Natural Gas Provides Solutions to High Gasoline Prices

Fellow Oklahoma native T. Boone Pickens is back in the news and hitting the airwaves with an energy idea that I believe is pure common sense.

Pickens believes, like I do, that as Americans continue to suffer from high gas prices, we need to take advantage of our abundant, domestic supply of natural gas for use as a transportation fuel.  The promise of natural gas as a mainstream transportation fuel is achievable today — not 15 or 20 years from now.  From Compressed Natural Gas (CNG) powered cars, to semi-trucks running on liquefied natural gas (LNG), no other commercially viable fuel burns cleaner. 

America has massive reserves of natural gas. The latest report (Sept. 2007) from the Potential Gas Committee at the Colorado School of Mines identifies 82 years of natural gas supply at current rates of production. Canada’s reserves hold an additional 40 years’ supply.

Raymond James Equity Research recently reported that they hold a "bearish outlook for U.S. natural gas prices."  After examining the future supply of domestic production, they released a May 19, 2008, energy report which concluded, "…we continue to see unprecedented growth in U.S. gas production that will eventually overwhelm the U.S. gas markets."

In 2007, 130,000 Natural Gas Vehicles (NGVs) were operating on America’s roads consuming just 0.052 percent. NGV America states that, "even if that number were to increase 100-fold in the next ten years to 11,000,000, or roughly 5 percent of the entire vehicle market (a formidable goal), the impact on natural gas supplies and the natural gas delivery infrastructure would be small — equating about 4 percent of total U.S. natural gas consumption." 

The good news about natural gas as a transportation fuel, in addition to being abundant and clean, is that it is inexpensive. In April, the Department of Energy reported that the average nationwide price of a gallon of gas equivalent to CNG was just $2.04 per gallon. In some regions of the country prices are even lower -in Rocky Mountain States CNG costs average just $1.26 per gallon. In fact, many state and local governments, businesses, and consumers have been able to cut their fuel bills by more than half when utilizing natural gas as a transportation fuel.  In my hometown of Tulsa, OK, for example, a person can currently refuel their CNG powered cars for just 91 cents per gallon.  With gasoline prices currently hovering over $4, those are significant savings for consumers.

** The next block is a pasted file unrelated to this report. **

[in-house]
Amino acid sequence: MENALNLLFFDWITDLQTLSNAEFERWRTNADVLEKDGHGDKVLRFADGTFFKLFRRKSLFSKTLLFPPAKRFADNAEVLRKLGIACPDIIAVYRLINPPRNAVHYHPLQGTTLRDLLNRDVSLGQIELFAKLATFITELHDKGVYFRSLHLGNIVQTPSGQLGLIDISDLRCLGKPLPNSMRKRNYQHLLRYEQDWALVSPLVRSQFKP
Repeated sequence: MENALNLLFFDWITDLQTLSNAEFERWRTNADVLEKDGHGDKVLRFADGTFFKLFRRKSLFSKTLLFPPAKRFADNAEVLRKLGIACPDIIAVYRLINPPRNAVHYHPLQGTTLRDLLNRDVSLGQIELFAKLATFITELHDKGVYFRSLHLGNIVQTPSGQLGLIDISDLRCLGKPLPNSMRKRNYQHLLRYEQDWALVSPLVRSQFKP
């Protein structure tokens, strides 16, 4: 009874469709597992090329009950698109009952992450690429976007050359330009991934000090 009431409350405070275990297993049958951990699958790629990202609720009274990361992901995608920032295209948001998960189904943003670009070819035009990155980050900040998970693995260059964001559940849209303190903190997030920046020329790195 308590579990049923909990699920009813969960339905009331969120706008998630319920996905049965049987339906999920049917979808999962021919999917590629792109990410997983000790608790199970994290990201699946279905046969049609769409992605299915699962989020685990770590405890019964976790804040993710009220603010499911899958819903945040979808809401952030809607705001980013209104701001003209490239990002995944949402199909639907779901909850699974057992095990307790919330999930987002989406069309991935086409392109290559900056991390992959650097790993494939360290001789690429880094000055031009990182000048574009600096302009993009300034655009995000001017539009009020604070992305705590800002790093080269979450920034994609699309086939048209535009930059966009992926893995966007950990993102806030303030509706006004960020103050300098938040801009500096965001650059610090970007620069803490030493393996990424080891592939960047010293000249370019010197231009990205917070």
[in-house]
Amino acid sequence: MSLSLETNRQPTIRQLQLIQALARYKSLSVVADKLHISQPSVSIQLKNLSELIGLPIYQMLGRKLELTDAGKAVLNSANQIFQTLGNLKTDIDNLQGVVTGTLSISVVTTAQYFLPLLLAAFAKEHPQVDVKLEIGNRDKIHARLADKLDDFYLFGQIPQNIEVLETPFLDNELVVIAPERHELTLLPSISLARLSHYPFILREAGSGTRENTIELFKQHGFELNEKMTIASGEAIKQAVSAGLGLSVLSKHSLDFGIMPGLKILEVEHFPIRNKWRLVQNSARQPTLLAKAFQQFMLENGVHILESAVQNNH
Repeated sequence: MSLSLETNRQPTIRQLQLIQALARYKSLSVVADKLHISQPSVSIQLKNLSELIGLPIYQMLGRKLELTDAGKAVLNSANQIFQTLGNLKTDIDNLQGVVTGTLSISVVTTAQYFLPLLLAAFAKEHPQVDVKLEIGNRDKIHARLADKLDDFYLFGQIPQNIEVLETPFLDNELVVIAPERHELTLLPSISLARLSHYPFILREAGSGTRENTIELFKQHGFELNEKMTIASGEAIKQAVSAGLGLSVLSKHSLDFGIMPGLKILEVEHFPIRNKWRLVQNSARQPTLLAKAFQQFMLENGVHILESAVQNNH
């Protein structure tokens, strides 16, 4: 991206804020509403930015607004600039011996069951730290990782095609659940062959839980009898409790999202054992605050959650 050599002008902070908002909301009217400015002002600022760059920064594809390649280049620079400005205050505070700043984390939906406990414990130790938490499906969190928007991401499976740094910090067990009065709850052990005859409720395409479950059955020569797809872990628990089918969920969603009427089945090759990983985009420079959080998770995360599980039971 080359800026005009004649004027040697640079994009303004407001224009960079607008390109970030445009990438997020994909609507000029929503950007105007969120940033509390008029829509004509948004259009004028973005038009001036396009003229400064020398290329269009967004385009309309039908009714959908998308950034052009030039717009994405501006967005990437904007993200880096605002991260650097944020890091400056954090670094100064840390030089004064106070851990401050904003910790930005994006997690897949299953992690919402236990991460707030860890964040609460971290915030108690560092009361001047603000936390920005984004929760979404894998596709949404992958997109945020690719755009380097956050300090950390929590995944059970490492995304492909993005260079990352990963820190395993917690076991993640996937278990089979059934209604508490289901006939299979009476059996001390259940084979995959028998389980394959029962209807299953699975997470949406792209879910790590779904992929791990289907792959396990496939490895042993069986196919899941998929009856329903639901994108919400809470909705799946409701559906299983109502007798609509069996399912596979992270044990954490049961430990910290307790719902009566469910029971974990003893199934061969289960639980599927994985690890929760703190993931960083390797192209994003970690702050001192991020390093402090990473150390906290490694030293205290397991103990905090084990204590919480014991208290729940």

To help make CNG a reality, I have introduced the Drive America on Natural Gas Act, legislation that encourages the use of natural gas as a transportation fuel and sends a signal to auto manufacturers to produce and sell these vehicles domestically.  Today’s regulatory burdens are daunting for those in the business of converting vehicles to run on CNG or LNG, so my bill streamlines burdensome EPA emissions certifications required for the conversion of vehicles to natural gas.  The bill also establishes a natural gas research, development, and demonstration program to assist manufacturers in emissions certification, examine and improve the current nationally recognized safety codes and standards, and advance the reliability and efficiency of natural gas fueling station infrastructure. 

Most importantly, my legislation also bridges "the chicken and the egg" conundrum: automakers won’t build NGVs without the refueling infrastructure, and the gas stations won’t build the refueling infrastructure without the NGVs.  By encouraging the production of bi-fuel natural gas vehicles, my bill overcomes this key difficulty.

Coupled with a home refueling unit (also known as the Phill), consumers will be comfortable purchasing bi-fuel natural gas vehicles knowing that they can also run on conventional gasoline for those occasional long distance trips from home. Installed in your garage, the Phill is connected to a home’s natural gas line. Once plugged into a CNG vehicle, the Phill slowly compresses natural gas into the car’s tank. Similar to the idea of plug-in hybrids, the Phill allows consumers to re-fuel at home. Unlike plug-in hybrids, this technology is not a few years away – it is here today.  As more of these vehicles hit the road, the refueling infrastructure will soon follow to fuel these cars beyond our homes. 

My Drive America on Natural Gas Act will allow natural gas to compete on its own merits; it does not dictate that consumers, businesses, or states must use natural gas as a transportation fuel. The bill encourages auto manufacturers to produce bi-fuel vehicles, streamlines EPA’s emissions certifications, and establishes a natural gas vehicle research program. Americans can ultimately choose whether natural gas powered vehicles are right for their own individual and business needs.


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